American red raspberry

(Rubus idaeus ssp. strigosus)

               
Conservation Status

IUCN Red List

not yet assessed

American red raspberry

NatureServe

N5 - Secure

SNR - Unranked

Minnesota

not listed

Wetland
Indicator
Status

Great Plains

FACU - Facultative upland

Midwest

FACU - Facultative upland

Northcentral & Northeast

FACU - Facultative upland

Northcentral
Great Lakes

FAC - Facultative

Nativity

Native

Occurrence

Common and widespread

Habitat

Dry to moist. Forests, forest margins, woods, thickets, lake shores, meadows, roadsides. Full sun to partial shade.

Flowering

Late May to early July

     
Flower Color

White petals, green sepals

     
Height

3 to 7

     

Identification

This is a 3 to 7 tall, erect bramble that rises on multiple stems from a long, underground, perennial rhizome. It often forms dense colonies. It is the most widespread and often commonest tall blackberry in Minnesota.

A series of biennial stems are sent up from a perennial base. First year stems (primocanes) do not flower. They grow to their full height, which can be up to 7 long and somewhat arching near the top, but in Minnesota is usually about 3 tall and erect. They do not arch to the ground and do not root at the tips. They are initially light green, eventually turning reddish or brownish, and are sometimes covered with a whitish, waxy coating (glaucous). They are round (not grooved), and become woody, at least near the base. They have 15 to 50 or more stiff, 1 32 to long, bristly hairs per centimeter (). They do not have soft hairs or broad-based prickles. When young they also have soft, gland-tipped hairs, at least near the top. Under a hand lens these hairs look like a stalk with a ball on the end.

The leaves are alternate and deciduous. Primocane leaves are palmately divided into 3 leaflets or pinnately divided into 5, rarely 7, leaflets. They are on leaf stalks that are 1 to 2 long and covered with gland-tipped hairs and stiff bristles. At the base of each leaf stalk is a small appendage (stipule) that is 3 16 to long and lance-shaped, linear, or thread-like. The central stalk of the leaf is often bristly.

The terminal leaflet is egg-shaped to elliptical, occasionally 3-lobed, and is on a stalk about long. The larger terminal leaflets are 2 to 4 long, 1½ to 2¾ wide. The blade is usually rounded, sometimes heart-shaped, at the base, and tapers to a point at the tip with concave sides along the tip. There are 10 to 15 lateral veins on each side of the midvein. The upper surface is dark green and initially sparsely hairy, eventually becoming hairless. The lower surface is gray-green or silvery gray due to a dense covering of grayish hairs. The margin is toothed or doubly toothed with sharp, forward-pointing teeth. The lateral leaflets are smaller, asymmetrically egg-shaped, rounded at the base, stalkless or nearly stalkless, but otherwise similar. When 5 leaflets are present, the lower two leaflets are well separated from the upper 3 by up to 1.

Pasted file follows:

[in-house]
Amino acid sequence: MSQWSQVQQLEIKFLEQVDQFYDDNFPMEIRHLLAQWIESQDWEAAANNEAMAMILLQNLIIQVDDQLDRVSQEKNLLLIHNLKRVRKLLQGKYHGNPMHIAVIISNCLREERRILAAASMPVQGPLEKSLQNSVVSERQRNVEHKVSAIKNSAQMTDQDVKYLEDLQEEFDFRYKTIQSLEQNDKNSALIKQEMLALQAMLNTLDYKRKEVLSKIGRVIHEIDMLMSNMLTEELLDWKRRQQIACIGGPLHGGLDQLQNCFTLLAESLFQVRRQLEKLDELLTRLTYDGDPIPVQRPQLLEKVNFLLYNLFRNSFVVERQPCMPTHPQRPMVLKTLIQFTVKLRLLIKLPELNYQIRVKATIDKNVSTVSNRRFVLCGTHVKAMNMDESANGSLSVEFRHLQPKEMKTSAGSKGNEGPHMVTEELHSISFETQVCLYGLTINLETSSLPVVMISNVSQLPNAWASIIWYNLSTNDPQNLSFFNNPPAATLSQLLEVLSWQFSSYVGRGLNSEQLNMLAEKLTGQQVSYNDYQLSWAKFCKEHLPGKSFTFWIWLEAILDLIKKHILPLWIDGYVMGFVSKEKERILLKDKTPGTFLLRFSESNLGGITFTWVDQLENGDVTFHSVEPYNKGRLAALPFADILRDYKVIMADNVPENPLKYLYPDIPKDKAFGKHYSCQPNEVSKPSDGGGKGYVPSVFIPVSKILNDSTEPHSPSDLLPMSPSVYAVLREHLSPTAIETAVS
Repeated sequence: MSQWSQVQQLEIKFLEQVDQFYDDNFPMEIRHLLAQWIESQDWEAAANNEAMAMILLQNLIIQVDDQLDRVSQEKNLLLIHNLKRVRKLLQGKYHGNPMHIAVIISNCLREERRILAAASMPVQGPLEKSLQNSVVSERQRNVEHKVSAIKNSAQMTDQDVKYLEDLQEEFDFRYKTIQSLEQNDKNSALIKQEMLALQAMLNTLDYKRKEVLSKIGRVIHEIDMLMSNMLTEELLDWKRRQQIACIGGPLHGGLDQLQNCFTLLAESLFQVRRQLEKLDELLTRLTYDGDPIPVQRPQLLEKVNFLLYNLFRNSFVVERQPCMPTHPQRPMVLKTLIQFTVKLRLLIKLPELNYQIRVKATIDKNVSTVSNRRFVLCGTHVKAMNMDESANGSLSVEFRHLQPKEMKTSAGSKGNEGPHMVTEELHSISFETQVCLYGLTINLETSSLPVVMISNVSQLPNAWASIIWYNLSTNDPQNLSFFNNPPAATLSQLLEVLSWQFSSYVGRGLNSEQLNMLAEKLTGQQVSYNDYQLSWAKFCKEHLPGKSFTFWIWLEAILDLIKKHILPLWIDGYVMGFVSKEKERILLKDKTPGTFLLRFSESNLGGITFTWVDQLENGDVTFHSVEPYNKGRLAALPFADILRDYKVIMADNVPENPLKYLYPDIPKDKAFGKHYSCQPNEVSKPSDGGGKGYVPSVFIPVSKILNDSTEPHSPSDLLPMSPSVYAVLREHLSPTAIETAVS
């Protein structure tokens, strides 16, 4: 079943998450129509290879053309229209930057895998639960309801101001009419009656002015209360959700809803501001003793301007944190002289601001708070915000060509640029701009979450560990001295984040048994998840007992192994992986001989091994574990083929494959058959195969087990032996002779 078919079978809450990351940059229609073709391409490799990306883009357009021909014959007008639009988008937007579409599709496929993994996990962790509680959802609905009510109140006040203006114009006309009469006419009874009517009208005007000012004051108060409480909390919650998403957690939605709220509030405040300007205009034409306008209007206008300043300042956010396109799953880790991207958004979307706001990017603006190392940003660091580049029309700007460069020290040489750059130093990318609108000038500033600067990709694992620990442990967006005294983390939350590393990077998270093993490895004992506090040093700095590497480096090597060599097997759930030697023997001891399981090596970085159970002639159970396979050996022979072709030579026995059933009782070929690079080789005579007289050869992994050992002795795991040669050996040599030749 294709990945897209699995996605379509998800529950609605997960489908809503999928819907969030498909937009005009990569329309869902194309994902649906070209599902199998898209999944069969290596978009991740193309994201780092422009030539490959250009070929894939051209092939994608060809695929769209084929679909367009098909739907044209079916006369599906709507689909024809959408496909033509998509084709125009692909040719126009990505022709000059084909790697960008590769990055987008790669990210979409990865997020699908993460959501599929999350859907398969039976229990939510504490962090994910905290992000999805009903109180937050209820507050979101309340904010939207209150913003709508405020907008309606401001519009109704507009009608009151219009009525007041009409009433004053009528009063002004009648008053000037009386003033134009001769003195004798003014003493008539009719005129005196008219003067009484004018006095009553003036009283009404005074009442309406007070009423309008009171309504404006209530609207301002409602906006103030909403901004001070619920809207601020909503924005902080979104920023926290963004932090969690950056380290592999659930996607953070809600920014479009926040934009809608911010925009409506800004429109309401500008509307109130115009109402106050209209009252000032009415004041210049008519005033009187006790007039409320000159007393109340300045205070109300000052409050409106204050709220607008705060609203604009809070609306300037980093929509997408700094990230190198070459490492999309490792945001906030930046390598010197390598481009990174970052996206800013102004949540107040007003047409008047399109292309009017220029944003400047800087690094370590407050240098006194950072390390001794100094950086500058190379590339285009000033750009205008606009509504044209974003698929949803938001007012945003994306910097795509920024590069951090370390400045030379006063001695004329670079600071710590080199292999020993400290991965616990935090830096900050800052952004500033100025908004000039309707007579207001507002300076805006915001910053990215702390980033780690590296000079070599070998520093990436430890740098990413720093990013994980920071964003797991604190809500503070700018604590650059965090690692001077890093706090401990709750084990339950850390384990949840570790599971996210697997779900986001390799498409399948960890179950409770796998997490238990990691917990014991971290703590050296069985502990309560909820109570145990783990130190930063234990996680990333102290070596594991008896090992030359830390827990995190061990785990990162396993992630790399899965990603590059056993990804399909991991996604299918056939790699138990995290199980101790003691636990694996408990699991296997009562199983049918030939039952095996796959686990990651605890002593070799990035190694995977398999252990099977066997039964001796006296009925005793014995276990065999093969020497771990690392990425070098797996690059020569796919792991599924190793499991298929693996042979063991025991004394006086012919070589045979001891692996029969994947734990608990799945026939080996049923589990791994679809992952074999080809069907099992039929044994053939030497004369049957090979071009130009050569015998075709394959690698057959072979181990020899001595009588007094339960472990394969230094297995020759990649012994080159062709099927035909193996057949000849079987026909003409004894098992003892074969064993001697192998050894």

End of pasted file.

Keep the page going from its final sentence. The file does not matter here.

Second year stems (floricanes) do not grow longer but develop side branches. The leaves are similar to primocane leaves but are divided into 3 leaflets, rarely 5. The leaflets are smaller and narrower.

The inflorescence is a dense, flat-topped or convex, often drooping cluster of 3 to 7 flowers at the ends of the stems and branches. The stalked flowers in the cluster grow upward from various points on the main stem to approximately the same horizontal plane (corymb). Sometimes there are also 1 or 2 flowers rising from upper leaf axils. The stalk of the cluster and the stalks of the individual flowers are bristly have numerous gland-tipped hairs.

The flowers are 5 16 to ½ across and are not showy. They are on 3 16 to 1 long stalks that are covered with bristles and gland-tipped hairs. There are 5 green, 3 16 to long sepals. They are triangular to lance-shaped, hairy, erect to spreading when in flower, eventually bent backward when in fruit. There are 5 white, elliptical, to ¼ long, erect petals. The petals are shorter than the sepals. There are many stamens, all shorter than the petals. The flowers appear in late May to early July.